There is so much metaphor packed in here, girls. You know I love a good metaphor. And I don’t even care if my unpacking of the metaphor is poor exegesis.

Because I’m feeling withered.

But that’s not a hopeless place to be. That’s what I’m trying to say.

Love,
Your Momma

The Ninety-Third Letter: Make Space for Stories

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Dear Daughters,

A friend I’ve gotten to know this last year wept beside me yesterday as she shared about her mom’s death and the dark times that followed the loss. We were sitting in our homeschool practicum training together—not exactly the space you’d expect vulnerable sharing to take place—and I ended up needing a tissue, too, just sitting beside her, touching her shoulder, listening to her words.

The thing is, I hadn’t known that piece of her story until yesterday, because even though we’ve shared classroom life together for the last year, even though I’ve been to her house and bought eggs from her and eaten weekly packed lunches across the table from one another, there was never really an opportunity to share our stories. There was always lots of chaos and kids and chatter and distraction and pretty much no vulnerability.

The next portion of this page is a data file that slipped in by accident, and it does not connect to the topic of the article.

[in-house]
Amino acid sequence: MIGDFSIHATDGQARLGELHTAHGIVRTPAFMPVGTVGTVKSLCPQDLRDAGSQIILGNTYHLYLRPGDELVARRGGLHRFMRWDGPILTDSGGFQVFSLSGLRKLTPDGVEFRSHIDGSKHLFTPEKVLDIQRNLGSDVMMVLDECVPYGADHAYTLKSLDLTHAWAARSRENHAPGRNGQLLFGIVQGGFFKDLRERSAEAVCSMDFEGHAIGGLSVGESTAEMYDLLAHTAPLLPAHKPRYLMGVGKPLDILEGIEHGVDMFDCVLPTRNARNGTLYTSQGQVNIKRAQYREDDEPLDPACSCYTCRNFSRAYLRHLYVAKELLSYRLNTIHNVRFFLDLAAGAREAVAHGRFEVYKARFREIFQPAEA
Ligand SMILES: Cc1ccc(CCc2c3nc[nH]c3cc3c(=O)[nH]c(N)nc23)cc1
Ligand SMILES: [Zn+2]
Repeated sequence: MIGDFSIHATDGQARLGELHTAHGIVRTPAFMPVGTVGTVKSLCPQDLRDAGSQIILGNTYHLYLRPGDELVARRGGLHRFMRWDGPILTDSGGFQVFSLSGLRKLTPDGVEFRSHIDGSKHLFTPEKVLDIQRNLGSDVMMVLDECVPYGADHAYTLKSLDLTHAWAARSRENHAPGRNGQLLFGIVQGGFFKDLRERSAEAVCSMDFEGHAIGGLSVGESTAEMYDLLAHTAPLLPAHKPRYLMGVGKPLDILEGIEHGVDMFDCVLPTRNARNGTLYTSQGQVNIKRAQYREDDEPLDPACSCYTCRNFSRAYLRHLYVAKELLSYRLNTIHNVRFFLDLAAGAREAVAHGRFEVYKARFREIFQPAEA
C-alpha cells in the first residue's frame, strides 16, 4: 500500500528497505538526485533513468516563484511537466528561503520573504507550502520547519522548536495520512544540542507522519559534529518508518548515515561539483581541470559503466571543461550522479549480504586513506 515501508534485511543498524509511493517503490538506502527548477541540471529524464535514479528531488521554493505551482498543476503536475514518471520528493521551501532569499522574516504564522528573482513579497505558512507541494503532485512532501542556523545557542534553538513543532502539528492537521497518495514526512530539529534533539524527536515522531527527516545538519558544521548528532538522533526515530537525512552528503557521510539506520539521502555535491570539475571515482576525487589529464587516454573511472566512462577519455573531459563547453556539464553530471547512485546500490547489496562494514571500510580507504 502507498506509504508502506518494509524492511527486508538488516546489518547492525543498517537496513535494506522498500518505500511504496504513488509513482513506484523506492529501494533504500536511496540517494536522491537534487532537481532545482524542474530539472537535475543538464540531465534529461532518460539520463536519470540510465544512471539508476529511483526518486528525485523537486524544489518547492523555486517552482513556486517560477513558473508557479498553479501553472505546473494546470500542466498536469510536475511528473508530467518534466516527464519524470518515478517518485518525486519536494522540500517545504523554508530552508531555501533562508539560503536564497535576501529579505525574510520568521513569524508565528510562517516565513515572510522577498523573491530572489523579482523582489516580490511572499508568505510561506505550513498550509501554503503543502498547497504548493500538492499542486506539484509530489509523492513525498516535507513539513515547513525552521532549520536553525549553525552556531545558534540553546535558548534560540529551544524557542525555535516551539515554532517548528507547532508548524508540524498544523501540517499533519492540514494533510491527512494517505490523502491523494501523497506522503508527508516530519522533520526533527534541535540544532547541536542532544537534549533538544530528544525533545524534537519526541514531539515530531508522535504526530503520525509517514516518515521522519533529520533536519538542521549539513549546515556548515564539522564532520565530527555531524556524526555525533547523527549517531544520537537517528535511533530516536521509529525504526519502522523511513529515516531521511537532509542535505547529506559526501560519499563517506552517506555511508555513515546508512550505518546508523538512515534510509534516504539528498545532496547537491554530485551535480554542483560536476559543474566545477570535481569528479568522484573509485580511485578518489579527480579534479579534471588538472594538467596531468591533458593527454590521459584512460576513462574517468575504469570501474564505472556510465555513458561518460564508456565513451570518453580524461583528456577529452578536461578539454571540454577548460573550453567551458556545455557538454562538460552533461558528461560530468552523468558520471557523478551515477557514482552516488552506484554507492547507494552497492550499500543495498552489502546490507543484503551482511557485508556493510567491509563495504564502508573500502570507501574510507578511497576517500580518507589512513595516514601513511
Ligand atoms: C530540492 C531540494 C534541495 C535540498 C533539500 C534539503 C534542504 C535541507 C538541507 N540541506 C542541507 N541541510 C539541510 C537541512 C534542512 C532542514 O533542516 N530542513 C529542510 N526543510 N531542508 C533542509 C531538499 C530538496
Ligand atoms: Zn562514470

Girls, today is Fathers Day. I could write about how amazing your dad is or how amazing my two dads are or about God the Father, but instead I want to talk about our stories and why we need to do better at offering them, listening to them, and providing space to hear them.

This morning I saw the daughter of a friend weeping in church, and because I do know a piece of her story and the pain related to fatherhood in her testimony, my heart felt heavy for her. So heavy. I wanted to say, it’s okay, this is a heavy day, it’s a complicated day, go ahead and cry in church, you are welcome here. I wanted to say so many things.

Then I started looking around our sanctuary and my heart felt even heavier because even though I saw folks I see every single week, I realized how many people’s fatherhood stories I don’t know—mourning fathers, absent fathers, broken families—and how much pain there certainly was right alongside me in the pew. (Don’t get me wrong; I’m sure there was plenty of joy alongside me, too, but on Hallmark holidays, the silent stories are usually sad and complicated ones.)

Girls, I’ve been thinking about this idea of not knowing others well enough to really know their stories.

But if we don’t know people’s stories, we can’t be part of their story. We can’t rejoice with them. We can’t mourn with them. We can’t remember with them.

We can’t do life with them. Not really.

And we certainly can’t be the Kingdom of God to them.